INDIANAPOLIS -- On the heels of controversial abortion rights' laws passing in several states, Indiana Republicans are preparing to tackle their own legislation.
"I have to tell you the New York, Virginia, Rhode Island discussions here over the last week have been very disconcerting to see such a low value placed on life," said GOP House Speaker Brian Bosma. "I think it has reinvigorated those who consider themselves to be pro-life to take action. We were moving that direction anyway."
New York's governor signed a law making abortion legal, even after the unborn child is viable, so long as the doctor makes a “reasonable and good-faith judgment” that abortion will protect the pregnant woman’s health.
In Virginia a bill is under consideration that would repeal restrictions on third-trimester abortions -- making some abortions legal even at term and in the middle of birth. In Rhode Island the governor has pledged to sign legislation similar to New York's.
"I believe there has to be some point where an unborn child has constitutional rights," Bosma said. "From my perspective when someone is aborting a baby in the closing weeks of pregnancy I just can't fathom that. That puts such a low value on life."
Just four abortion-related bills were filed in the legislature this year. One is a complete ban proposed by Rep. Curt Nisly, R-Goshen, that Bosma refuses to move because it is unconstitutional.
Another was heard in the Senate this week and would allow all health care providers to refuse to participate in abortions without repercussion -- including pharmacists dispensing medication that would induce an abortion. No vote was taken.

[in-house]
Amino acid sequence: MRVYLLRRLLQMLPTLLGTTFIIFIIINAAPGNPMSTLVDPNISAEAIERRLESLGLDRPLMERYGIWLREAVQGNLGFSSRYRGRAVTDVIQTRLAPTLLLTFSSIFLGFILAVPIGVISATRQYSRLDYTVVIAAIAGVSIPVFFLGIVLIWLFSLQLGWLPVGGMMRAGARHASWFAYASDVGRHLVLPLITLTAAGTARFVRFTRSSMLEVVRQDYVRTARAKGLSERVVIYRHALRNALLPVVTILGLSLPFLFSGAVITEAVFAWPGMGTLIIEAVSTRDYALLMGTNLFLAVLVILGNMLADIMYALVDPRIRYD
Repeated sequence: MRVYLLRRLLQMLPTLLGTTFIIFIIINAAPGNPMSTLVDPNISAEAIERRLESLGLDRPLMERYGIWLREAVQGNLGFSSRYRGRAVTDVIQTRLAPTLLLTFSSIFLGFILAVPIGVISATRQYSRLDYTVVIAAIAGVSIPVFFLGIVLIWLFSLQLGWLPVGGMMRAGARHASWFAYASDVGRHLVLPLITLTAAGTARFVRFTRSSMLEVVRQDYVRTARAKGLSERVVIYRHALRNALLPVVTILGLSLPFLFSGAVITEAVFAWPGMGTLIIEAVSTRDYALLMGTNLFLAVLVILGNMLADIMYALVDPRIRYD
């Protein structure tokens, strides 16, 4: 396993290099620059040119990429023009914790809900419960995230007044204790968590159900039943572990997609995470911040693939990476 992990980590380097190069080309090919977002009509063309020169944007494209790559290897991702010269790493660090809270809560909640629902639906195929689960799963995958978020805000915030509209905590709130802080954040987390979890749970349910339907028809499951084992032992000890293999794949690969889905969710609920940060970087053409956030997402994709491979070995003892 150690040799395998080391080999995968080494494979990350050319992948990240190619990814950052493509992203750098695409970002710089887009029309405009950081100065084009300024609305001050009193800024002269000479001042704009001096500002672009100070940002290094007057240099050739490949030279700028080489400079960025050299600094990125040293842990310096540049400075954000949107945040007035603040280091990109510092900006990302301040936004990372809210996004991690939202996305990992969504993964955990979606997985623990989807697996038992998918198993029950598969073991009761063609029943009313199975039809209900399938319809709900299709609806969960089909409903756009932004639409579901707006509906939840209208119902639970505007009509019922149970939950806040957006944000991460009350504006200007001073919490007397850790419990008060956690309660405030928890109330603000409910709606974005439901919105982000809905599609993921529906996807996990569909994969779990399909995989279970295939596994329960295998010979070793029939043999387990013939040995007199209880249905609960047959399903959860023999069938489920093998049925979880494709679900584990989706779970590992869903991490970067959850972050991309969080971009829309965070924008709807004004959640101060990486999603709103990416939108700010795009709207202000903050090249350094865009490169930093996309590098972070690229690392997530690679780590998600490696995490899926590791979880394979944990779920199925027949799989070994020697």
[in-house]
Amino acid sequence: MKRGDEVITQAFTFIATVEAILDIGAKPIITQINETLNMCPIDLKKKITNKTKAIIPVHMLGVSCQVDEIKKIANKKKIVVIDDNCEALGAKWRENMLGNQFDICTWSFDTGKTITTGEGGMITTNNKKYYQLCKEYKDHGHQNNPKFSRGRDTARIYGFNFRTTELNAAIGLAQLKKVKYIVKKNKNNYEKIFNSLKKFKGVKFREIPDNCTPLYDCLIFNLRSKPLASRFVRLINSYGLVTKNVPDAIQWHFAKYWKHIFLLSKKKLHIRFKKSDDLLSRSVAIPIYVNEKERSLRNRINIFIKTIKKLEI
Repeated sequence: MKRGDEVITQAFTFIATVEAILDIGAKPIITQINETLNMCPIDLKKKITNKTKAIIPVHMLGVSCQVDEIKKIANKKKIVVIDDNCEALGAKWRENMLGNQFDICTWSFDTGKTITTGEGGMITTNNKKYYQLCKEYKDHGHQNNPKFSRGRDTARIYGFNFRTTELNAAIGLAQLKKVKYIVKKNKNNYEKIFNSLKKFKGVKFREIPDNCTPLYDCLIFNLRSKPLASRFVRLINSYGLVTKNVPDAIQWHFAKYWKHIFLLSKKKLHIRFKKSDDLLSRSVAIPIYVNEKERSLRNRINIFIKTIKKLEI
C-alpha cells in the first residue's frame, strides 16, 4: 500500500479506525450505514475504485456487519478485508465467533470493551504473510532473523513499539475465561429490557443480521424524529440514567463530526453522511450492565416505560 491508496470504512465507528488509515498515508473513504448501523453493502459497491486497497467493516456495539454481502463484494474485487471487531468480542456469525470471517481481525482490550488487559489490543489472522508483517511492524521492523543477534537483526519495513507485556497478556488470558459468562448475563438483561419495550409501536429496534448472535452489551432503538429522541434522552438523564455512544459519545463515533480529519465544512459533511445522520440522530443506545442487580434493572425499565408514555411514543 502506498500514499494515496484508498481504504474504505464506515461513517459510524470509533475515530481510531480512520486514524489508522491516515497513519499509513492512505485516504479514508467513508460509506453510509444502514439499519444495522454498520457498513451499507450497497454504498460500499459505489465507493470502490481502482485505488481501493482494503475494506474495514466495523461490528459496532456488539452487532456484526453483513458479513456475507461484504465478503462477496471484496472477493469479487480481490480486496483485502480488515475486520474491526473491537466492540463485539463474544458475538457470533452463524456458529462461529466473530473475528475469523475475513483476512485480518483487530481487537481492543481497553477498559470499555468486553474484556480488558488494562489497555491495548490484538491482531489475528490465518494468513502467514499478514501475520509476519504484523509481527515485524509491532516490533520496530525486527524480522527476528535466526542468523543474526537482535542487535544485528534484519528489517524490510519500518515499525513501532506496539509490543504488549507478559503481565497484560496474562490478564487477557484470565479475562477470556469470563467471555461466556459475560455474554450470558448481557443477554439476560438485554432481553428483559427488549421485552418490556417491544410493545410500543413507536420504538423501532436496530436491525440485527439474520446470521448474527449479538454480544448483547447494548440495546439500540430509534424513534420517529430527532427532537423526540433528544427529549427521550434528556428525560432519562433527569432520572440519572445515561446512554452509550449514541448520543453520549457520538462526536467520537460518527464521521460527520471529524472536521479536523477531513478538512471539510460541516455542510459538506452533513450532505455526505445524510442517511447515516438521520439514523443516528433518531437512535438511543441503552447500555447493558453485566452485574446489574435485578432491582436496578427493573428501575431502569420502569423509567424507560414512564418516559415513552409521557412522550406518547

A third is a reproductive rights bill by a Senate Democrat that has no chance in a GOP-controlled assembly.
The fourth is House Bill 1211 -- authored by Rep. Peggy Mayfield, R-Martinsville, and Rep. Christy Stutzman, R-Middlebury. It would bar a "dismemberment abortion" unless a physician reasonably believes it is necessary to prevent serious health risks or death of the mother.
The bill defines dismemberment abortion as when "a fetus is extracted one piece at a time from the uterus through clamps, grasping forceps, tongs, scissors, or another similar instrument that, through the convergence of two rigid levers, slices, crushes, or grasps a portion of the fetus's body to cut or rip it off" and does not include abortion via suction.
Only 27 so-called dismemberment abortions were performed in Indiana in 2017, and they are legally termed dilation and evacuation. They were all performed in a hospital -- not an abortion clinic.
Dilation and evacuation -- or D&E -- is generally used for second-trimester abortions. Indiana law already limits second-trimester abortions, which begin at 14 weeks, to when they are medically necessary.
Wanda Savala, government affairs director for Planned Parenthood of Indiana and Kentucky, said Hoosiers are already going to Ohio and Illinois for these abortions and this bill makes it even harder.
That's because "medically necessary" is being narrowed to "serious health risks" requiring substantial and irreversible physical impairment of a major bodily function. It does not include psychological or emotional conditions, including a threat of suicide by the mother.
And Savala said graphic language is specifically used in the bill to heighten emotions.
"This is about making sure people have the time they need and deserve to make these decisions," she said.